For him, the decision was not only in contrast to his opinion and wish but importantly it appeared as a defeat to the government he was leading. The reason being that the EU exists to make it easier for European countries including Britain to share in one another’s prosperity, as with any union. It is well known that cooperation means weathering downturns together, but to some within his own party and government especially, the former Mayor of London, who later became the Foreign Secretary, Boris Johnson, this hasn’t always been the case.
Some political figures such as Mr. Johnson, argued that some financial crisis within the EU caused much challenges for some of the countries such as the UK. During the 2008 financial crisis that hit the continent of Europe, many economists agreed that the European Central Bank failed to respond effectively, leading to a recession that was much more severe than it needed to be. Unemployment rose, and tax revenue fell. Banks needed bailouts, and debt in a number of EU countries soared.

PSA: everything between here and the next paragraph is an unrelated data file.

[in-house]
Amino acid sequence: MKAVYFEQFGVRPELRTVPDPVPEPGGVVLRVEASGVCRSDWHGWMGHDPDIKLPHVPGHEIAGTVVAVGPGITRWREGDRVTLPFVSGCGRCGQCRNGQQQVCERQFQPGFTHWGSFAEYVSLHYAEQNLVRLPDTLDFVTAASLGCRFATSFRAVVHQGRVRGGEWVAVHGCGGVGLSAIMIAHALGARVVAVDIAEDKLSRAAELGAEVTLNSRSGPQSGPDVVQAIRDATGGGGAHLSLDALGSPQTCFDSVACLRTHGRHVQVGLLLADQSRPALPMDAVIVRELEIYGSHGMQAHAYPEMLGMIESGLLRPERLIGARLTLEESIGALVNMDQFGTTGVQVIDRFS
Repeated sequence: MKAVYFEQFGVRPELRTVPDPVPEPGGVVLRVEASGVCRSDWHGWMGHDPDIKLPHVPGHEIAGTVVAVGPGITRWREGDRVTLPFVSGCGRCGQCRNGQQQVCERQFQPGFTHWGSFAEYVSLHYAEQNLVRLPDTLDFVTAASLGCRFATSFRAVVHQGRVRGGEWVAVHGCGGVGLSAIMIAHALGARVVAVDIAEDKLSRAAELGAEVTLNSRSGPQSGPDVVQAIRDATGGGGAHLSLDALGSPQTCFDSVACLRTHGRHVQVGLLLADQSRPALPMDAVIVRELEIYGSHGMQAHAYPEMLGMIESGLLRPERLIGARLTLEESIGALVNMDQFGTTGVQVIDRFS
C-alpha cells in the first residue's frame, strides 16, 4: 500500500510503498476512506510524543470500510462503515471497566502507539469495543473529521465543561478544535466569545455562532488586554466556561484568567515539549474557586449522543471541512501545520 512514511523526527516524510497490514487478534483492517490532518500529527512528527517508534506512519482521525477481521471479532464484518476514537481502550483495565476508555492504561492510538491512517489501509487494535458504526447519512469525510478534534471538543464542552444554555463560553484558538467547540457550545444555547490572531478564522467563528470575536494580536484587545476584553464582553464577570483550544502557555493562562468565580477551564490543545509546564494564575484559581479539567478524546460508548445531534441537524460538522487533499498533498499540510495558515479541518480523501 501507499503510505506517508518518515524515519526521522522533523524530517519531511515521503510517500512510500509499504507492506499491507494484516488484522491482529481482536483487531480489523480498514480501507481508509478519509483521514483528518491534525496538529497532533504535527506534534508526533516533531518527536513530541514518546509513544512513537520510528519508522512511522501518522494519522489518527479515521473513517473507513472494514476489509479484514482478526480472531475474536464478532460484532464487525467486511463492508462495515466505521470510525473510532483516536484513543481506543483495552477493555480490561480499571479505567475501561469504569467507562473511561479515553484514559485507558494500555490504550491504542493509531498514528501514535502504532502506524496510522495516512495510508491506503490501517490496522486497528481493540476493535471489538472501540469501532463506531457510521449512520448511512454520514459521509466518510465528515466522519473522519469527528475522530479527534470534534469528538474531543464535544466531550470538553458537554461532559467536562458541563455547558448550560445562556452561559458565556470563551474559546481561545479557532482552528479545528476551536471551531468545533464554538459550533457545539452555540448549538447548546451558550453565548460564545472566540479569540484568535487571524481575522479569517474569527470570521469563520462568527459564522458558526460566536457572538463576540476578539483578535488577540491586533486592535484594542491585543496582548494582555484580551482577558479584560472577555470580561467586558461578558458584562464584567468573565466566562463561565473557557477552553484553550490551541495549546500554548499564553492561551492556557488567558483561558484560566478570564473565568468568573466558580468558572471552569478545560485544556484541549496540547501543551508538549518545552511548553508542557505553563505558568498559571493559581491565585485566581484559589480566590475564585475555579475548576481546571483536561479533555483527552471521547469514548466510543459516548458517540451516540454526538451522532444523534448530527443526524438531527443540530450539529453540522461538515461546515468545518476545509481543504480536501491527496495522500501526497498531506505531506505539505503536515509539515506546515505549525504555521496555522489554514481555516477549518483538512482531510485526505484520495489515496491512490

A situation, which resulted in an intra-EU migration of which, Britain was and still been the biggest casualty. Huge number of EU citizens migrated to the UK thus given it huge migration issues which infuriated the citizenry.
After Mr. Cameron’s resignation, Britain’s former Home Secretary, Theresa May, took the mantle and in October 2016, she announced her intention to invoke Article 50 of the Treaty on European Union, formally giving notice of Britain’s intent to leave the EU.